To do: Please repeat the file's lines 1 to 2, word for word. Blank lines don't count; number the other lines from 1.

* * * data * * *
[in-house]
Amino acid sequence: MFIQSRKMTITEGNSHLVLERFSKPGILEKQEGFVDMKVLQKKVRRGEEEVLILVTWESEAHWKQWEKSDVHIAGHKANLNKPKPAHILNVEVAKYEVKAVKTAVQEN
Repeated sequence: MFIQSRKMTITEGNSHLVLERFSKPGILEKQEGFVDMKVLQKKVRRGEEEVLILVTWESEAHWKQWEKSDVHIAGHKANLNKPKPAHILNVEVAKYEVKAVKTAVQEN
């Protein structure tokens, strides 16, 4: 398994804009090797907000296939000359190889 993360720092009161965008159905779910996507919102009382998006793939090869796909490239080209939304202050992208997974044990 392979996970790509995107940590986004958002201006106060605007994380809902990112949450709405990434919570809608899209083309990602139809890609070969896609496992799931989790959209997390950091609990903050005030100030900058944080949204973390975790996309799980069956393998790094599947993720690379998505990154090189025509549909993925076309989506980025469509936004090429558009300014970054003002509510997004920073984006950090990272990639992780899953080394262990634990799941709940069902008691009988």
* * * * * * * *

[in-house]
Amino acid sequence: MFIQSRKMTITEGNSHLVLERFSKPGILEKQEGFVDMKVLQKKVRRGEEEVLILVTWESEAHWKQWEKSDVHIAGHKANLNKPKPAHILNVEVAKYEVKAVKTAVQEN